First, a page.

The CoreModule is a module that contains services, providers, and other global configurations that are used throughout your application. It’s typically imported only once in the AppModule and should not be imported in any other modules.
If you import the CoreModule in multiple modules, you’re essentially creating multiple instances of the same services and providers, which can lead to unexpected behavior and errors. This can also cause circular dependencies, where modules depend on each other in a way that can’t be resolved.

To avoid this issue, you should only import the CoreModule once in the AppModule. If you need to use the services or providers from the CoreModule in other modules, you can import them directly from the CoreModule without importing the CoreModule itself.

7. Using setInterval or RxJS operators like interval and timer

setInterval is a JavaScript function that executes a given function at a set interval. Similarly, interval and timer are RxJS operators that emit values at a set interval. While these operators can be useful in some cases, using them in Angular can cause issues because they can trigger change detection frequently and impact performance.

/* JavaScript function*/
/*Rxjs oprators*/
const subscription=interval(1000).subscribe(()=>{...})

Like eventBinding to fix this you need to run you code outside of zone and manual change detection.

8. Don’t split your code into multiple component

When you don’t split your code into multiple components, you may end up with a large, monolithic component that does too many things. This can make it harder to maintain and reuse the code, and can also lead to performance issues if the component becomes too complex.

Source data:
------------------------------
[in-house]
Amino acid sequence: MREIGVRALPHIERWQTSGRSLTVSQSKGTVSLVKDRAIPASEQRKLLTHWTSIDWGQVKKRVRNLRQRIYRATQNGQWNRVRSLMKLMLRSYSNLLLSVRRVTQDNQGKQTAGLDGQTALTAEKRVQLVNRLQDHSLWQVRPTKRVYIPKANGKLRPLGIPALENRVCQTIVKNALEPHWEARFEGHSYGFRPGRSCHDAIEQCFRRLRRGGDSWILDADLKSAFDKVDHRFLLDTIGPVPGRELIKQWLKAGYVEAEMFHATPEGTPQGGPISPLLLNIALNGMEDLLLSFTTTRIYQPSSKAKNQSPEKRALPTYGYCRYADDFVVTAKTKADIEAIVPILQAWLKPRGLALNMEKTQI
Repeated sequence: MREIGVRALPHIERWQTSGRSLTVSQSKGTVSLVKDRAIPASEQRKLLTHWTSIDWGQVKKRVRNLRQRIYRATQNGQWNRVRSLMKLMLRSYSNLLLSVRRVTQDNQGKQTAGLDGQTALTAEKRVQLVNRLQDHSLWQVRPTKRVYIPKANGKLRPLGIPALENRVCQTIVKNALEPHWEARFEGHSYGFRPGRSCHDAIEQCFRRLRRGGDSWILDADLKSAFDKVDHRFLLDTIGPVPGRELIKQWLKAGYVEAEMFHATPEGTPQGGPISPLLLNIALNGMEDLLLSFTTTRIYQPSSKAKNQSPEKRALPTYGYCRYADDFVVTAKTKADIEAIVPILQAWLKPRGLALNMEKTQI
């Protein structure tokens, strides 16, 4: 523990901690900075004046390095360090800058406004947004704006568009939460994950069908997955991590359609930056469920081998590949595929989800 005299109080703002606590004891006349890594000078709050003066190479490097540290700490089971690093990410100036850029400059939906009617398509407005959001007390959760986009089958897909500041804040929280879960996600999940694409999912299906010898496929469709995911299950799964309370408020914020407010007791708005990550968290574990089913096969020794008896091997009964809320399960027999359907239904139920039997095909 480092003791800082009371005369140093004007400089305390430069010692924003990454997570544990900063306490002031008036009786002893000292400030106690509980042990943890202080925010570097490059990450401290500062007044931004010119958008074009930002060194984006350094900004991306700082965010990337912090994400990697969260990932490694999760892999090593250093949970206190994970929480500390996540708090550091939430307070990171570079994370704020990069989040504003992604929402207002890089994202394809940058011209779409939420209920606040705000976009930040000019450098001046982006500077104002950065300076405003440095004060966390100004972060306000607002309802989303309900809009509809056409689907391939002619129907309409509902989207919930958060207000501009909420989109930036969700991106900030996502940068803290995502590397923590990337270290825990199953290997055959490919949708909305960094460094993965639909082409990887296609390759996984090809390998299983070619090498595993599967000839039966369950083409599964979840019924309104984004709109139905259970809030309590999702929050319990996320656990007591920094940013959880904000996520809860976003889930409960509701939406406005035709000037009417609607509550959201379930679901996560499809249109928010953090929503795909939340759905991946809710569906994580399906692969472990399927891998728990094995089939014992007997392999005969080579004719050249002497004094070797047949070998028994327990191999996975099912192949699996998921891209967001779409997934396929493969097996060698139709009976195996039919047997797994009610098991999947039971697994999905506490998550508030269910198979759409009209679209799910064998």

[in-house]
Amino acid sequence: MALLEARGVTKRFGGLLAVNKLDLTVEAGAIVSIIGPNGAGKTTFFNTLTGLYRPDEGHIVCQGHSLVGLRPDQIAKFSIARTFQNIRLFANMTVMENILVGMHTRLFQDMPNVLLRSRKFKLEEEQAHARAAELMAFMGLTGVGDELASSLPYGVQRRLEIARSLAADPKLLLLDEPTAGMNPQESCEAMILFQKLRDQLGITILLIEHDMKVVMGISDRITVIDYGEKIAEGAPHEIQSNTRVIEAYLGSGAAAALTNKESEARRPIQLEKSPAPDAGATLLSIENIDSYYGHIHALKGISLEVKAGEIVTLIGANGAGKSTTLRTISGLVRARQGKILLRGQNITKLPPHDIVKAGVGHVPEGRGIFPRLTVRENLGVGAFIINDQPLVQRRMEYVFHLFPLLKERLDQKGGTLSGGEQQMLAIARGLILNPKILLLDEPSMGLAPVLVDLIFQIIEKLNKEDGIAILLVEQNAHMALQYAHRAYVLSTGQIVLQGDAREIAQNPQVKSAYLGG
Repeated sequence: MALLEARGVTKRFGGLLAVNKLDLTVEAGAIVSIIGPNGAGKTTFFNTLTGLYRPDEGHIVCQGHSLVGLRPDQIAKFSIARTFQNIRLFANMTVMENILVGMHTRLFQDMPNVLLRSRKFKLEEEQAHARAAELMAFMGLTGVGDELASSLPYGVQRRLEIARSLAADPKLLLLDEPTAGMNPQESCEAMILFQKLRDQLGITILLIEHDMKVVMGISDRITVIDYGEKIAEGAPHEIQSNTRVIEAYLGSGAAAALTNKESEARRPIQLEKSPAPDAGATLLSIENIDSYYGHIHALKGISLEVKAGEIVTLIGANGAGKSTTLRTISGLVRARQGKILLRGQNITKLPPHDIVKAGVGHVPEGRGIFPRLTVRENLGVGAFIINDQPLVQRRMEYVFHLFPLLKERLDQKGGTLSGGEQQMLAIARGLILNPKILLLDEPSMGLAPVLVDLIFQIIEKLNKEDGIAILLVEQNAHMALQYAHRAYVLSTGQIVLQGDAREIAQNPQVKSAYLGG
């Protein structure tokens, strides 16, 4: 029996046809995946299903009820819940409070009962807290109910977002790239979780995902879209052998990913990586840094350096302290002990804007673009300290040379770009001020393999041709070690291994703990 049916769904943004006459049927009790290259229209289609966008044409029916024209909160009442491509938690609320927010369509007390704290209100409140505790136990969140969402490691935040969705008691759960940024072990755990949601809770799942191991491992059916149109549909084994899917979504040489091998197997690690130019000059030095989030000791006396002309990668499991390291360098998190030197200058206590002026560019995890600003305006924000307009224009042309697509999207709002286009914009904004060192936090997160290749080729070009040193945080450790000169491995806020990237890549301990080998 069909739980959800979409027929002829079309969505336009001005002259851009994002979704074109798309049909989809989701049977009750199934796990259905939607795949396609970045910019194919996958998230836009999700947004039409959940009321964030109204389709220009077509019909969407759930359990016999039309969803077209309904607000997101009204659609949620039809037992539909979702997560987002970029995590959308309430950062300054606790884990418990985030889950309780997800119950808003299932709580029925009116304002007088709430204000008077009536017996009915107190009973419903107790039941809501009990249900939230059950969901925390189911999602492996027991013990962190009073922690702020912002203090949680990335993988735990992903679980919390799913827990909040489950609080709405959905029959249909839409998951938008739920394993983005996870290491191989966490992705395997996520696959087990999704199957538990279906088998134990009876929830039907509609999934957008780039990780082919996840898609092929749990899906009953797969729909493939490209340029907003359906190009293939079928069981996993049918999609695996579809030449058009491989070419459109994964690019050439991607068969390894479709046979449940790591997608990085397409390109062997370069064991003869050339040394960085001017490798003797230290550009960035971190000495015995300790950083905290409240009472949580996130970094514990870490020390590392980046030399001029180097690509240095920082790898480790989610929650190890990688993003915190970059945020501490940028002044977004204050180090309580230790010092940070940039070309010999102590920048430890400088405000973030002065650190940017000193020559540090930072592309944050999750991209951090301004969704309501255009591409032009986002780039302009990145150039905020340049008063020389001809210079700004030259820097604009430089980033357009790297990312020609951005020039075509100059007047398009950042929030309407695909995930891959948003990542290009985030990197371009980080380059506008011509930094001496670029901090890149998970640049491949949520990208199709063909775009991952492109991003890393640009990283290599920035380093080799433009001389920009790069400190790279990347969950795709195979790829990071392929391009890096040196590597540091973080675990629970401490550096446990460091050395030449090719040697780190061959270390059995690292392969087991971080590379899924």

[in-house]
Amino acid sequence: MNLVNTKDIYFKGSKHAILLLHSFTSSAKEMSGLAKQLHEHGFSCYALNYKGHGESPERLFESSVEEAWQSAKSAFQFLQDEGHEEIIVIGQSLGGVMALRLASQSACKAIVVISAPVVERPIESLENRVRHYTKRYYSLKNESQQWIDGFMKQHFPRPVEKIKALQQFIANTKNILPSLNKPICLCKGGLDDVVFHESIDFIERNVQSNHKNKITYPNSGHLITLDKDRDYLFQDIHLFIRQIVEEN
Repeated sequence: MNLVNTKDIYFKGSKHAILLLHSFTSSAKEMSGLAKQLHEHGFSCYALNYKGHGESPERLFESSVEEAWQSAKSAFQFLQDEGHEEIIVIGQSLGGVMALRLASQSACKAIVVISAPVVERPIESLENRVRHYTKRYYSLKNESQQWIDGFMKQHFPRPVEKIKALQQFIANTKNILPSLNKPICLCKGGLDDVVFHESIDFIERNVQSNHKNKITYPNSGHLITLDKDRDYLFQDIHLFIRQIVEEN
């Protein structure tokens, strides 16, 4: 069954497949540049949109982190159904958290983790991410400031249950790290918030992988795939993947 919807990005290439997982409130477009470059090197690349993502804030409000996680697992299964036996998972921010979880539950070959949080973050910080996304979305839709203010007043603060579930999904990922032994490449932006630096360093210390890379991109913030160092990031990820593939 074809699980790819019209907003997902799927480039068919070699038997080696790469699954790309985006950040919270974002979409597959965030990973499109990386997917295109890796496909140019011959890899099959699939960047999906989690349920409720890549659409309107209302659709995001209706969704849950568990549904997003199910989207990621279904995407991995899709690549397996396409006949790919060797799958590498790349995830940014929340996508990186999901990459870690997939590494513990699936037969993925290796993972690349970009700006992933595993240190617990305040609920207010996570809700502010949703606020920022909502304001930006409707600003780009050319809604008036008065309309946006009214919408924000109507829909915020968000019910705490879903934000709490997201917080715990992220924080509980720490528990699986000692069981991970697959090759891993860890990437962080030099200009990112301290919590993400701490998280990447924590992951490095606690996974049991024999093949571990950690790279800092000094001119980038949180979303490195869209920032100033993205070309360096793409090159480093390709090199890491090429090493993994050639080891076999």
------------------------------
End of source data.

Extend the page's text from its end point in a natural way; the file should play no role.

To avoid this bad practice, you should split your code into multiple components whenever possible. Each component should be designed to handle a specific piece of functionality or user interface element, and should be reusable and maintainable.

9.Using default change detection strategy

The Default change detection strategy is the most commonly used strategy in Angular, and it works well for most applications. When using the Default strategy, Angular will compare the current values of a component’s inputs and internal state with their previous values, and then update the view if necessary.

default change detection

While the Default change detection strategy works well for most applications, it can be less performant in certain situations. For example, if a component has many inputs that change frequently, this can trigger unnecessary change detection cycles and impact the performance of the application.

onpush change detection

The OnPush change detection strategy is a way to optimize change detection by only checking a component’s inputs when they change or when an event is fired. This can help reduce the number of unnecessary change detection cycles and improve the performance of your application.

10. Using ShareReplay with all requset

shareReplay is an RxJS operator that allows you to share the results of an observable with subscribers, so that they don’t have to re-execute the observable. While shareReplay can be useful for caching and optimizing performance, using it with all requests can cause issues because it can fill up memory with cached data.

constructor(private listService:ListService){

It’s important to use it correctly to avoid these issues.
Here are some best practices to follow:
1. Use shareReplay only when necessary
2. Use a cache timeout
3. Use a limited cache size
4. Using refCount to clear the cache when there are no subscriptions on

Finally :

Remember to be patient with yourself and the framework as you work through challenges and find solutions. Don’t rush through your code or make quick fixes without fully understanding the implications, as this can lead to unexpected bugs and performance issues.

By taking the time to understand Angular’s best practices and avoiding its worst practices, you can build robust and scalable applications that meet your users’ needs. So take a deep breath, stay calm, and keep learning!”